From time to time I’m asked who or what has influenced me and my writing. The answer is that house. This was the place I learnt to observe one adult after the other as they came to visit the family, the place that taught me to listen to physicality, to listen to gut instinct. This was the place I spent hours collecting the minds of others: I watched film and t.v as if they were breath, read books like scripture, listened to music until it became muscle memory. I learnt what I liked, what I didn’t. I learnt that you should be curious.

Here is the first part of some of the things I learnt about in that house, the things that helped me become a writer: 



Lost Pages: The Book See What I Have Done Might’ve Been

In the beginning naivety was the greatest gift. I had no idea how long writing a book would take me, how many drafts I’d complete, how many false starts would become false ideas of failure. 

I went along, wrote the words, went along, and then after a time I began to feel the enormity of it all, what it takes to write a book. Sometimes I couldn’t breathe. Many writers will tell you that to write a book is to run  a quiet marathon, others a test of character. The only thing I know about writing books is this:  you need to be able to sit within yourself day in day out, be able to block out the inevitable hate-noise that will thunder for you, be able to recognise the gold days when they arrive. To write a book you need to accept the repetition of it all and still be able to make something new.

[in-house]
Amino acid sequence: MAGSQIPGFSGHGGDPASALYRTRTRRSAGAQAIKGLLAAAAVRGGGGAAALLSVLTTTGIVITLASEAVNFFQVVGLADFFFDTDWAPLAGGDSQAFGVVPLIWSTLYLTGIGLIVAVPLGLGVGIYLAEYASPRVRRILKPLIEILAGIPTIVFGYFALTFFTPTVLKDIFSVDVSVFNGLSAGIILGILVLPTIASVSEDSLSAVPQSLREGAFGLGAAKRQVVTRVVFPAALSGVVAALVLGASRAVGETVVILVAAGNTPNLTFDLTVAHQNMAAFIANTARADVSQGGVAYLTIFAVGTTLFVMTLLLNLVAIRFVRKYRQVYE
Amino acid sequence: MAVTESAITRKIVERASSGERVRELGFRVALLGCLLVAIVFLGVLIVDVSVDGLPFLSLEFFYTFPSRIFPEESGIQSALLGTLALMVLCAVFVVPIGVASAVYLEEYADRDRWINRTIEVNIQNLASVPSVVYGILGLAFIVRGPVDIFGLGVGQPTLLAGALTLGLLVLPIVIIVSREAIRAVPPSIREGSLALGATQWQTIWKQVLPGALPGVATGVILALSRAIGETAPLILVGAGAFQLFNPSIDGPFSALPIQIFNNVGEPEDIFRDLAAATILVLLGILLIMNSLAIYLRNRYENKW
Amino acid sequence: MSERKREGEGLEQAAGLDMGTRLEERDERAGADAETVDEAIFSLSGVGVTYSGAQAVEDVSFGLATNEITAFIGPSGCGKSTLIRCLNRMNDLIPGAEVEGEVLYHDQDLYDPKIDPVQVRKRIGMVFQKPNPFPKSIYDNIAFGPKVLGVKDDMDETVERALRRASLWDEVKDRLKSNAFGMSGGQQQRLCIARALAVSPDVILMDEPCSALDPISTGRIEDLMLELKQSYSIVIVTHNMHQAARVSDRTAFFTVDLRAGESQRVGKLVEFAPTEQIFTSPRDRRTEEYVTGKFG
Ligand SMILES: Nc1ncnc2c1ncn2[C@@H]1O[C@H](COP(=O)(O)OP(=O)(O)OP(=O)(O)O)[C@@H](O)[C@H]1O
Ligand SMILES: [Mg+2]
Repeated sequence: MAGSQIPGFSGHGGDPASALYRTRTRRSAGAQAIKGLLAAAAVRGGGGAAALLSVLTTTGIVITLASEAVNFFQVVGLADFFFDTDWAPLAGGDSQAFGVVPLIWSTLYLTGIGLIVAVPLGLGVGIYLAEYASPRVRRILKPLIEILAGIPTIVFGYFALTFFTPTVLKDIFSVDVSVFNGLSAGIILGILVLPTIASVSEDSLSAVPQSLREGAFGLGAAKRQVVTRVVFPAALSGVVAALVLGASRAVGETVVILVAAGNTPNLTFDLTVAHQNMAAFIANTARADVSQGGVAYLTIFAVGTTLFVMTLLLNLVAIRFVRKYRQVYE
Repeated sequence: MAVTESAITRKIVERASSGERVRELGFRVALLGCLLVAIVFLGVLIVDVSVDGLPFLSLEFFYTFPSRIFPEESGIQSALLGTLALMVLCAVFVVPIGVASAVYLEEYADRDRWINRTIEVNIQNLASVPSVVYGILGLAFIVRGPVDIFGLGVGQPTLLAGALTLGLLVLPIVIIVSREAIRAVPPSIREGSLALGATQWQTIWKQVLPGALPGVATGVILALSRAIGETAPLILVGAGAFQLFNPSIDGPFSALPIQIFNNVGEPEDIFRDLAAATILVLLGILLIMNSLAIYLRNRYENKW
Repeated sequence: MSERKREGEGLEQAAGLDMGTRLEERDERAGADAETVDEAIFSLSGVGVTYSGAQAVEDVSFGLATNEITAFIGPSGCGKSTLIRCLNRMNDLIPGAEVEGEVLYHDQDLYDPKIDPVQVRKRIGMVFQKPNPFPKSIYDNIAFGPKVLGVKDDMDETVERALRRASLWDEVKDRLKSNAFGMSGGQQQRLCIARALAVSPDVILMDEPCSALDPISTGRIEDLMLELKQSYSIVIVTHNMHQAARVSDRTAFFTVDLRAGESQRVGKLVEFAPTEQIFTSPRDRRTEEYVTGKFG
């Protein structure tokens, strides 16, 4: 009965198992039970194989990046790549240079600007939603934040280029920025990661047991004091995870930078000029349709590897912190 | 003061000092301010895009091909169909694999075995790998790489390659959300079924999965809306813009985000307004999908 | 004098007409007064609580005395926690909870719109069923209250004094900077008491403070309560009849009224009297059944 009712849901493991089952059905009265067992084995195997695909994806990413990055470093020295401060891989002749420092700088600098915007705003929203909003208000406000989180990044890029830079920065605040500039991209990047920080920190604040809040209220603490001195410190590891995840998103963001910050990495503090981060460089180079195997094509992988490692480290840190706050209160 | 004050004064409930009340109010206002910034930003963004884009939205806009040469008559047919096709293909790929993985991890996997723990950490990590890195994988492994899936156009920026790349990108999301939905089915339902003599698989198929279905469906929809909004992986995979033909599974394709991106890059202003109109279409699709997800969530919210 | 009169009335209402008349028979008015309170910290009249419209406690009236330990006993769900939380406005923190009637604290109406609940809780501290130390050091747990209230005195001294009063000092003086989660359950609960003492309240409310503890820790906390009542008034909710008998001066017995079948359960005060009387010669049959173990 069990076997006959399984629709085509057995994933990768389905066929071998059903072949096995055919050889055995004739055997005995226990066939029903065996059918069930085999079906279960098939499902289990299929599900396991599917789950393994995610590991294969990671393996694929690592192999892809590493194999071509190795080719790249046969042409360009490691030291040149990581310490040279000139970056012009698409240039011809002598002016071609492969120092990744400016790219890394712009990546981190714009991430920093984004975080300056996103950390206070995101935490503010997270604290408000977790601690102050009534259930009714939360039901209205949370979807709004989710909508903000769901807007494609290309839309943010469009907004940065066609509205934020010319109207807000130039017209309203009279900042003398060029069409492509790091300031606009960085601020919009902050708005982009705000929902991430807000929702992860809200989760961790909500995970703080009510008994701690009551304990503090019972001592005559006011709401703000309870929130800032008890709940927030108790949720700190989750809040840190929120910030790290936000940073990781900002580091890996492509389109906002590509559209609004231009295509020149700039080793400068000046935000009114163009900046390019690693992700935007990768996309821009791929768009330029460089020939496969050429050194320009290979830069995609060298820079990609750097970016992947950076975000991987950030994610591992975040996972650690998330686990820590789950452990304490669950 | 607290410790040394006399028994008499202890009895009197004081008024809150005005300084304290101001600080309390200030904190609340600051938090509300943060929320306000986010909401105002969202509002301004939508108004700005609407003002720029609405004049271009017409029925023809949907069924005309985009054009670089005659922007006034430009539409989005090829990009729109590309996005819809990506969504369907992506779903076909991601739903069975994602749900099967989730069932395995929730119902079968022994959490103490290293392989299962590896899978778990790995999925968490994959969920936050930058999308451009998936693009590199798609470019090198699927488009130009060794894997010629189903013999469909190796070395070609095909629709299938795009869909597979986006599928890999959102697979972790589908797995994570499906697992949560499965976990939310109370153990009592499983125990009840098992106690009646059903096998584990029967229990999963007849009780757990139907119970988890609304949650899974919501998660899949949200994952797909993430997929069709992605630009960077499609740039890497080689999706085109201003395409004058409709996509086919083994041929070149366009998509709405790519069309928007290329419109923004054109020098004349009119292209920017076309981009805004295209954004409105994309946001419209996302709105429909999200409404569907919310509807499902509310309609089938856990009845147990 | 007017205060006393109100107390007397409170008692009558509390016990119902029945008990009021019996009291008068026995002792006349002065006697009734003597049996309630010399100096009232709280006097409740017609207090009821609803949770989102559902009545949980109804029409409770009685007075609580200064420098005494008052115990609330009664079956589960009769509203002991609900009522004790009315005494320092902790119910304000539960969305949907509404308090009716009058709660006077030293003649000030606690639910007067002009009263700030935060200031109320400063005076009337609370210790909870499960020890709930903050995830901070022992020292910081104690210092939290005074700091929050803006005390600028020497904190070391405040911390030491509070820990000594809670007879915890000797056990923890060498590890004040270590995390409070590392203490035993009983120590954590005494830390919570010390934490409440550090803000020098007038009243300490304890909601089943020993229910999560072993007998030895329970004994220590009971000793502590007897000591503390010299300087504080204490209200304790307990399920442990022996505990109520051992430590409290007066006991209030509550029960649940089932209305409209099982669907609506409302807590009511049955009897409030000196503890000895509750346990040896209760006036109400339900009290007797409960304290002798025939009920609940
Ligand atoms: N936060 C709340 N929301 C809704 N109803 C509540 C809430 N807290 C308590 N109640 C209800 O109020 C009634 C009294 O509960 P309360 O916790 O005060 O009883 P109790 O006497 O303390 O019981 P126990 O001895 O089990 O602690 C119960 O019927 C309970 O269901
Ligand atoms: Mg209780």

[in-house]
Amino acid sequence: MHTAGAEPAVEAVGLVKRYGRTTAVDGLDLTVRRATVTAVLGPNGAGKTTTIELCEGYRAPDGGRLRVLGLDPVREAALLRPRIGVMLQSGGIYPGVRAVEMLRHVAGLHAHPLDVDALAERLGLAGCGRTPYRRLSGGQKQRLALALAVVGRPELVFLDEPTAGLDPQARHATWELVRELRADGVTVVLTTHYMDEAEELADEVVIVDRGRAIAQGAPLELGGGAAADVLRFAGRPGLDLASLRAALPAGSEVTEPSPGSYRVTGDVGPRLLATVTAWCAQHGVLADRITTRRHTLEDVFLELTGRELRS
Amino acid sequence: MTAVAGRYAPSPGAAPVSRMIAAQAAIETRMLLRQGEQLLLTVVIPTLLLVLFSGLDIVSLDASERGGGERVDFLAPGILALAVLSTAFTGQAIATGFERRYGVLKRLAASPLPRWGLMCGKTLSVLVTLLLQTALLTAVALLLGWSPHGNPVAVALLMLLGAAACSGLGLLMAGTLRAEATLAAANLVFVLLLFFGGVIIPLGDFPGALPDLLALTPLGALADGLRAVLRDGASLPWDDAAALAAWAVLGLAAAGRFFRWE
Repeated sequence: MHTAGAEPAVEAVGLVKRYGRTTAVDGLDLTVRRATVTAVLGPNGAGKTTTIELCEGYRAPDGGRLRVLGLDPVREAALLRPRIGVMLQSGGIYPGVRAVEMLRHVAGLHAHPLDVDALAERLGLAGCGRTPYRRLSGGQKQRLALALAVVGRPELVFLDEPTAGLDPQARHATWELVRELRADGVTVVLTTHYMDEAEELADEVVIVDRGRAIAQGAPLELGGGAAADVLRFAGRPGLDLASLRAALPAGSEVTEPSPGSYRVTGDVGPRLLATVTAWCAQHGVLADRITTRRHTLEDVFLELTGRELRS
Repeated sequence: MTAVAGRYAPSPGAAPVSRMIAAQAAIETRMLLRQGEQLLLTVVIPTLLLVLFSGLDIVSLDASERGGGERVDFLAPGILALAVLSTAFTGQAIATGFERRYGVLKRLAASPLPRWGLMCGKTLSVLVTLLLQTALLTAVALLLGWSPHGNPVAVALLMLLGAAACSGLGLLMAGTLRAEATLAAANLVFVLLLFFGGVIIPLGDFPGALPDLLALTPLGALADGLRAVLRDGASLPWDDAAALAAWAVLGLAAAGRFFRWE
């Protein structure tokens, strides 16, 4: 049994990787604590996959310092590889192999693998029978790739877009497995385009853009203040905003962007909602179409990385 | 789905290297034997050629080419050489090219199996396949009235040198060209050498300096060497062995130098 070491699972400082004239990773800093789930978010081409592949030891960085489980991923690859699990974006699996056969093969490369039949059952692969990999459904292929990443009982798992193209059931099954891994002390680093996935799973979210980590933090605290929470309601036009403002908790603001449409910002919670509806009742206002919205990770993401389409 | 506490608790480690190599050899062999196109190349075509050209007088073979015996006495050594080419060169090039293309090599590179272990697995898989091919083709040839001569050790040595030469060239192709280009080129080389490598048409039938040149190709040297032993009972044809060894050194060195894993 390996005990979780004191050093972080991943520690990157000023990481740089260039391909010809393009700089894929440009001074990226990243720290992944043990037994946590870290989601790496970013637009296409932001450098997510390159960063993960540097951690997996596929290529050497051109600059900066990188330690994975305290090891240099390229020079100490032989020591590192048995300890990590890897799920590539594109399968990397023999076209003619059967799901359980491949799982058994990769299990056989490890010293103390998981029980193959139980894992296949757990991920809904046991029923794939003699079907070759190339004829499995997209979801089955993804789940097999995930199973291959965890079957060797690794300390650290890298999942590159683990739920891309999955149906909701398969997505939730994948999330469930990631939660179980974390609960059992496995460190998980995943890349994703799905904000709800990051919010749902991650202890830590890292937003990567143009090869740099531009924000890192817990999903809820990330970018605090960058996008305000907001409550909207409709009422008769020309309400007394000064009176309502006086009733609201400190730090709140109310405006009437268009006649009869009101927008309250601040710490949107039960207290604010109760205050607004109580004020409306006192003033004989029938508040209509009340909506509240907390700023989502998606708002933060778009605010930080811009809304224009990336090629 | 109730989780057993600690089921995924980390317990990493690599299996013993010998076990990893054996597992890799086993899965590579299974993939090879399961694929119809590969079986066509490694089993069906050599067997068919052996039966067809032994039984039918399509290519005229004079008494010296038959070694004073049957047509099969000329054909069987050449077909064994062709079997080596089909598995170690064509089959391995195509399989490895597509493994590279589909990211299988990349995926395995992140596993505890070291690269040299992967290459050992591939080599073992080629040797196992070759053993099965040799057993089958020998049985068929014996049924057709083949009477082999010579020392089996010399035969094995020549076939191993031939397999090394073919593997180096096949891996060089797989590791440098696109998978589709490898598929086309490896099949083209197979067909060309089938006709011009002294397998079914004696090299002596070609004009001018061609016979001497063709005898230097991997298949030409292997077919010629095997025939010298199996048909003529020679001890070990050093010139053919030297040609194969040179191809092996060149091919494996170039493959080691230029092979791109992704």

Your book is never going to be the work you have planned in your head. You’ll start writing those first words and from that moment the book adapts to the environment it’s in, adapts to the molecular changes in your own bone structure, muscle fibre. Adapts to your growth as a writer and human.

Since publication I constantly rewrite the novel in my mind, fantasise about new chapters, new plot points, new characters. I rewrite what already exists. A few weeks ago I caught myself digging out an old, half-used notebook from 2015, ready to begin writing a new section for Benjamin, this character I seemingly can’t get enough of. But I stopped myself. The past is the past. I can’t unwrite See What I Have Done. It’s the best book I could write with my abilities at that given time. 

The only thing  I can do now is write another book, a better book, one that matches the writer I am today, tomorrow, next week, the years until it’s done. 

Is See What I Have Done the book I imagined it would be? There is yes, there is no. But it’s as close to the original idea I had…which is something because for a long time it veered in directions I never knew it could go. I mourn the book I lost, the one that came to me in a dream all those years ago. If I’d been able to work faster, would I have saved that version? Instead I took the slow route and created a ‘thing’ I never thought I could or would. It exists, flaws and all. And it’s the version that has allowed me to begin my second novel. 

So what might a different version of See What I Have Done look like? Easy. It was once called FALL RIVER and I have a selection of old sections here:
In the beginning Benjamin had the ability to change into other people. I was playing around with identity and duality, inner and outer lives, the ways in which we can fabricate our own stories to suit a narrative. He was many people living inside one body. Does this mean he had multiple personalities? No. For many reasons (perhaps I’ll share them with you at a later time) this version of Benjamin wasn’t working the way I wanted him too and it didn’t fit the story I was building. But the original idea of him appeals to me so much and I hope I can use him again one day, somehow.